Resolutions of Condolence: Whereas, it has pleased our Heavenly Father to remove from our midst by death, our neighbor Patrick McAllister, therefore be it Resolved, that by his death Cherokee Camp, No. 231, M.W.A. has lost a faithful neighbor, who was ever ready and willing to aid us by his work while among us.

Resolved, that our Camp tender the bereaved wife and child their sincere sympathy in this hour of their sorrow and that our charter be draped in mourning for a period of thirty days as a further token of our esteem.

Resolved, that these resolutions be spread upon the records of this Camp; also a copy be given the Modern Woodmen and Morris papers for publication, and a copy be presented to the bereaved family.

“We cannot tell who next may fall, Beneath His chastening rod; One must be just, so let us all, Prepare to meet our God.”

O. Knierem, J.C. Burmeister, E. Oaks – Committee

Dibell-Carroll Wedding

Charles Dibell, son of G.E. Dibell who lives on a farm south of the river, was Monday wedded to Miss Jennie Carroll at the residence of the groom’s brother at Streator. Both the contracting parties were raised in Morris and are well known in this section. The bride is the daughter of Mr. and Mrs. John Carroll. Mr. and Mrs. Dibell live south of the river on a farm near that of the groom’s parents; and the Herald joins in congratulations for their welfare and happiness.

A “Ministerial” Tea Party: Last evening the home of Rev. and Mrs. Thoms was the scene of a pleasant tea party at which the following were guests:  Rev. and Mrs. S.W. Swartz, Rev. and Mrs. G.C. Warner and Rev. and Mrs. S.C. Magner. All the ministers and their good wives attest the ability of Mr. and Mrs. Thoms to successfully entertain, and will remember the occasion with pleasure.


County Court meets 2nd Monday in January June and September; the Probate Court sits 1st Monday in each month.


Estate of Amanda J. Thomas, deceased, Chas. D. Ferguson executor, bill filed and admitted to probate; proof of death and petition filed, oath administered; letters issued.

Estate of Sam Suffern deceased, Ella Suffern petitioner; proof of death, petition and bond filed; bond approved, oath administered, letters issued, claim day first Monday of February, 1894: Hugh Bennett, Fred Wittenow and Alex Trotter appraisers.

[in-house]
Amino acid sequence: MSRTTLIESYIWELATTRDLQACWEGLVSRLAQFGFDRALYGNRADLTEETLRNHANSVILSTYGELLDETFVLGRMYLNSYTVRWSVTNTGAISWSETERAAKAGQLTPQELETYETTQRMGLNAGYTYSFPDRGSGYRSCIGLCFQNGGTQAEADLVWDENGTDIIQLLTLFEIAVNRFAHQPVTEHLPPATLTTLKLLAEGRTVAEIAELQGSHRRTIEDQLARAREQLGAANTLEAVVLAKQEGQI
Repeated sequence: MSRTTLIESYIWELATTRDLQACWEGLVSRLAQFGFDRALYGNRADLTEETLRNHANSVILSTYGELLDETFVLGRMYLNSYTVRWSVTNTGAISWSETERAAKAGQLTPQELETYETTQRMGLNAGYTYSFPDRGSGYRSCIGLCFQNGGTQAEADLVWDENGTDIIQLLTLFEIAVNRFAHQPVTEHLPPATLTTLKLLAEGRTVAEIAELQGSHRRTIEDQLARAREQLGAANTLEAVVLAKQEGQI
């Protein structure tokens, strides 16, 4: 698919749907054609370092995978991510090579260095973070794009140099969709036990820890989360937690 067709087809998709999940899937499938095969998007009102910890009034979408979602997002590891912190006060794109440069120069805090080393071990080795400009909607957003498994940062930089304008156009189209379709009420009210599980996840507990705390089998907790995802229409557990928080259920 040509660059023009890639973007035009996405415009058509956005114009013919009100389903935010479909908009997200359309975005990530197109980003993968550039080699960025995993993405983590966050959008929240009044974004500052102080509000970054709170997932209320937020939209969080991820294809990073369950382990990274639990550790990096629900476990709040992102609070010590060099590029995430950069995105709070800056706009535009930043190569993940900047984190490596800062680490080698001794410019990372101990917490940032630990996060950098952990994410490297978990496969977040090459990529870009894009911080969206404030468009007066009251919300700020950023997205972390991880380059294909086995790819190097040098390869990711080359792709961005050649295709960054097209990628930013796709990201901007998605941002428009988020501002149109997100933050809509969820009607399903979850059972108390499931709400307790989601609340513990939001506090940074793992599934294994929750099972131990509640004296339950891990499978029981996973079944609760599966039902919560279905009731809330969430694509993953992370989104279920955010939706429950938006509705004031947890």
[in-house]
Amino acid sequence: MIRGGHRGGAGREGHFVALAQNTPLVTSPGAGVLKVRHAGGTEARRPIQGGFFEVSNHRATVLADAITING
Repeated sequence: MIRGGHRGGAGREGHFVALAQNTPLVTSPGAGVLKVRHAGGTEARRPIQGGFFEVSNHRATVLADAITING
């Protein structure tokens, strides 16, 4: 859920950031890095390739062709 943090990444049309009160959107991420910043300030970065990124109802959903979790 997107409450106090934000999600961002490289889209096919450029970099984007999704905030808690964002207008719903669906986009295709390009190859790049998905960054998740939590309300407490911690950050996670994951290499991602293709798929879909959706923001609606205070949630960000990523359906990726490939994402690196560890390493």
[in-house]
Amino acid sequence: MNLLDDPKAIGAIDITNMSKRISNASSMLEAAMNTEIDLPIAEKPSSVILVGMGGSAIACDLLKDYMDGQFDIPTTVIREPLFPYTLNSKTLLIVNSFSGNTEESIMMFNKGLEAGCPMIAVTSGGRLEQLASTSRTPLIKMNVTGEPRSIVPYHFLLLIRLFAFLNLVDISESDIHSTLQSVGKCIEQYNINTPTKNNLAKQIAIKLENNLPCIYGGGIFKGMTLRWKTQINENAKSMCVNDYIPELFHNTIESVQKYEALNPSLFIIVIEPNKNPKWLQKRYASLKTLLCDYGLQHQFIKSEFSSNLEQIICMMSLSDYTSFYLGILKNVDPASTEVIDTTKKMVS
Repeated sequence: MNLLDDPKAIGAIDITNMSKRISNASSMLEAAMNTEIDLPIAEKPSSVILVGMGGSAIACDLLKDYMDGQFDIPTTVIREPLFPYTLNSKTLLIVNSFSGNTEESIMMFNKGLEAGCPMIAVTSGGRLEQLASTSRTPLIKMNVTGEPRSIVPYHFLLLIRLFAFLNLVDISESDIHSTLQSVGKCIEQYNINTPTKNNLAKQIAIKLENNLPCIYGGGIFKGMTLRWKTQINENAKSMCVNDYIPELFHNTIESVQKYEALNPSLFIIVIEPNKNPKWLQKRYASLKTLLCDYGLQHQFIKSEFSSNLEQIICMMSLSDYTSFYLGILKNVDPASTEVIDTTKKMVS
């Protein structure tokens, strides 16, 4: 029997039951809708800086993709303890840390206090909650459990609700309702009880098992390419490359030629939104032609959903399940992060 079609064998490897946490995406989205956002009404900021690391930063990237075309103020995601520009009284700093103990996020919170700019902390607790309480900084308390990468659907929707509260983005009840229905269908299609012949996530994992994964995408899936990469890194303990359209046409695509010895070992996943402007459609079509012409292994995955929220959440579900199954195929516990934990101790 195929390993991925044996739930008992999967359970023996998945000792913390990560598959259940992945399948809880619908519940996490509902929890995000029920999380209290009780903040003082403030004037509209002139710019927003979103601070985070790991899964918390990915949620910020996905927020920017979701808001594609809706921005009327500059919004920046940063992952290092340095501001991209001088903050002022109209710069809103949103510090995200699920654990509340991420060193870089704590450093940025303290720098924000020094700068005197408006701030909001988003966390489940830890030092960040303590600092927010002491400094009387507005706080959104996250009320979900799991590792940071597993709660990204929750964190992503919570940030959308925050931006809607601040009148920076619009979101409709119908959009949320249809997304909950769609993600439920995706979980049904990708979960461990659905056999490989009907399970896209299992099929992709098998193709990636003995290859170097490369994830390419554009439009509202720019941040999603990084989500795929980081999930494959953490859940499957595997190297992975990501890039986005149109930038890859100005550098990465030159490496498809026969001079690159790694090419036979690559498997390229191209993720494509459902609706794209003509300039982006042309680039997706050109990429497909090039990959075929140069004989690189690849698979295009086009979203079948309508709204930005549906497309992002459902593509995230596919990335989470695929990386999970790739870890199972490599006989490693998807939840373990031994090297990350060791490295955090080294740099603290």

Estate of Knute K. Wicks deceased, Lewis Wicks administrator; proof of death and petition filed; bond filed and approved, letters issued, oath administered; claim day first Monday February, 1894.

Estate of Peter Lauerman deceased. Florence Lauerman adminstratrix; appraiser’ bill filed and approved.

Estate of Joseph Dewey deceased; M.S. Dewey administrator; report of sale of real estate and notice filed; report approved.

Estate of Addie C. Nelson, deceased. N.J. Nelson executor; proof of publication and posting notices filed.

Estate of John Gray, deceased; Nellie P. Gray, administratrix; petition for publication of sale of personal property filed; petition granted, sale ordered.


John Edwards and wife to John Lamarsna, wd., commencing 80 rods north and 96 rods east of the sw corner of sw ¼ sec 26 town 32 north, range 7, east, 3d principal meridian, thence 14 rods east, 50 rods south, 14 rods west, 50 rods west, 50 rods north to place of beginning, containing 4 acres 60 rods, consideration $130.

James E. Williamson and wife to Benjamin Holroyd, wd., lot 1, block 3, Nagle’s subdivision of sw ¼ sec 3 town 33, n range 7, east 31 principal meridian, consideration $450.

Phillip Schlacter and wife to Joseph Keff, wd, lot 14, block 37, and lots 5 and 6, in block 28, Carbon Hill; $500.

Wm. McIlwer and wife to John McKush, wd., lot 14, block 31, Coal City reserving coal and mineral underlying; $700.

John Lamarsna and wife to Abraham Carter, commencing 8 rods north and 96 rods east of sw corner of sw ¼ of sec 26, town 32, n range 7, east 31 principal meridian, thence rods e, 50 rods s, 14 rods n to beginning, containing 4 acres and 60 rods; $137.

W. H. Holcomb, I.N. Perry and John Kangley and wife to Star Coal company, sale of contract, w ½ sec. 35 and e ½ sec 34, town 33, n range 8, e 31 principal meridian, Grundy county, $1.

A.D. Smith to D.F. Meagher and Thomas Ryan, q.c.d., lot 4. Block 4, town Mitchell; $25.

O.E. Davis and wife to F.M. White, lots 7 and 8, block 5, L.E. Daniels’ add. To e ½ of block 5 of G.W. Daniels’ add. To Mazonville. $200.

Julie E. White and husband to David Skinner, nw ¼ of nw ¼ sec 9 and e ½ of nw ¼ sec 9, and ne ¼ of ne ¼ sec, 8, town 32, n range 8, east of 3d principal meridian, $12,000.


Typed and submitted by Kathleen Berner Groll.